What’s in a Brand?

The terms “brand” and “branding” have been increasingly thrown around in recent years. However, the more common these terms become, the more it seems that different people are using the same word to refer to entirely different things. So what does “brand” actually mean?

When branding first began it was nothing more than a trademark. Just like cattle ranchers brand their cattle to mark them as their own, business used a mark to indicate who produced the products in order to distinguish it from similar products on the market. Simply put, branding began as a way to tell people where the product came from.

However, as branding has evolved, so has the meaning of the term. What used to be considered a brand – business name, symbols, or other features–are actually brand elements, not the brand itself. Branding requires that a business create an experience that goes beyond its brand elements. It boils down to emotion – the feeling that the audience has when interacting with the product or service the business is offering.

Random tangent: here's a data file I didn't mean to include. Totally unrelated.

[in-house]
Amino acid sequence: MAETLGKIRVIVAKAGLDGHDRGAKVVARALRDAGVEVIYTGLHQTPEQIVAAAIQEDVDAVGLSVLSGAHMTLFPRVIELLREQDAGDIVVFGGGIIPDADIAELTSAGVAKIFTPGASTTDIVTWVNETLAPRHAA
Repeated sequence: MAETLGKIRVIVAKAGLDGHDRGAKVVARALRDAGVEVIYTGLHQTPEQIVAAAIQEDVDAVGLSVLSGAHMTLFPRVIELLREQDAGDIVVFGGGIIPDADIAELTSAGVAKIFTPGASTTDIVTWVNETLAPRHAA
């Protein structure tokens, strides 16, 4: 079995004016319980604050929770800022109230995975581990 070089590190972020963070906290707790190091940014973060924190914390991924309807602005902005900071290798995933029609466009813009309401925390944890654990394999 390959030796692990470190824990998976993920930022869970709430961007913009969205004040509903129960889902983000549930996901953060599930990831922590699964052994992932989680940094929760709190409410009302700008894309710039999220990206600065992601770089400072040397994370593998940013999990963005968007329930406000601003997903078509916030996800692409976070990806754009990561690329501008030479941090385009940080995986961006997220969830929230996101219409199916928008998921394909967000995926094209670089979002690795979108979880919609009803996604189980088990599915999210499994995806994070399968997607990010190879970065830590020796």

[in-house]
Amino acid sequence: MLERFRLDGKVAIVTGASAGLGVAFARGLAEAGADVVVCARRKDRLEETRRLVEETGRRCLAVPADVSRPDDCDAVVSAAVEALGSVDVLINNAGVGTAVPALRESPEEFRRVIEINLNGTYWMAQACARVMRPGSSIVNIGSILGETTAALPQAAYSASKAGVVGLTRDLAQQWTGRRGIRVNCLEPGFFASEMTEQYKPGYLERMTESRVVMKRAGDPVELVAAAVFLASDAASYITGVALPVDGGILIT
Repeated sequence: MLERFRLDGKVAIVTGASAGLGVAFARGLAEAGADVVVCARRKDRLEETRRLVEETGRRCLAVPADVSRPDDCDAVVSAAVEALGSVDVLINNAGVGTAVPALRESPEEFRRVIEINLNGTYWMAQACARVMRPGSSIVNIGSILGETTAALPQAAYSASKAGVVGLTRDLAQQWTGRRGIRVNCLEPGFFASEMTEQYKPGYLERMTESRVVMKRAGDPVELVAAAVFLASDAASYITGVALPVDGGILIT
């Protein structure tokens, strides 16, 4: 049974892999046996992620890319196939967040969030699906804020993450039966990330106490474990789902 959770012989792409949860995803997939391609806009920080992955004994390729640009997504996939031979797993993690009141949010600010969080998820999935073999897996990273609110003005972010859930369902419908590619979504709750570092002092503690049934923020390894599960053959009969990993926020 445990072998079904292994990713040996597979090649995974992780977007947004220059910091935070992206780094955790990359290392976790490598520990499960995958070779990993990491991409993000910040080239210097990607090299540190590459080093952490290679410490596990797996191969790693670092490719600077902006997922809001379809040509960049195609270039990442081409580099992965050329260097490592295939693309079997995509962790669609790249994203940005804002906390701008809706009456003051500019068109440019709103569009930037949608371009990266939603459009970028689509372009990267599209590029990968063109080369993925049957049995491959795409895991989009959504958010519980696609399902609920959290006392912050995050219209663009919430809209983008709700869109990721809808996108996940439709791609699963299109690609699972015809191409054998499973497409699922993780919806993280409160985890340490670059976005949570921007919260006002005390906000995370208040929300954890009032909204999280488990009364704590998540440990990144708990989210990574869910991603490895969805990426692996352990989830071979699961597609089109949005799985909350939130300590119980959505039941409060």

For example, would you recognize a Jeep without the wordmark? Sure. Could you walk into a logo-less IKEA store and know where you are? Of course. How about a Nike store without the swoosh?

Every part of the design is crucial in establishing your brand – from the logo to interior design to the manner in which you interact with customers. All of those elements impact the feeling that your audience will have of your business.

Once you know what your audience wants and needs from your business, become it. Everything you do should revolve around that, from your logo to your website to the music you play for your customers. If you own a specialty donut shop, don’t blur your brand by selling quarter coffee. Serve coffee worthy of the donuts you are selling.

After achieving your brand, don’t change it. It is easy for those working directly with the brand to get bored and want to make drastic changes. Instead, pay close attention to your audience. It’s all about them. Then don’t change your brand until your audience’s wants and needs change.

Author: Courtney Huber

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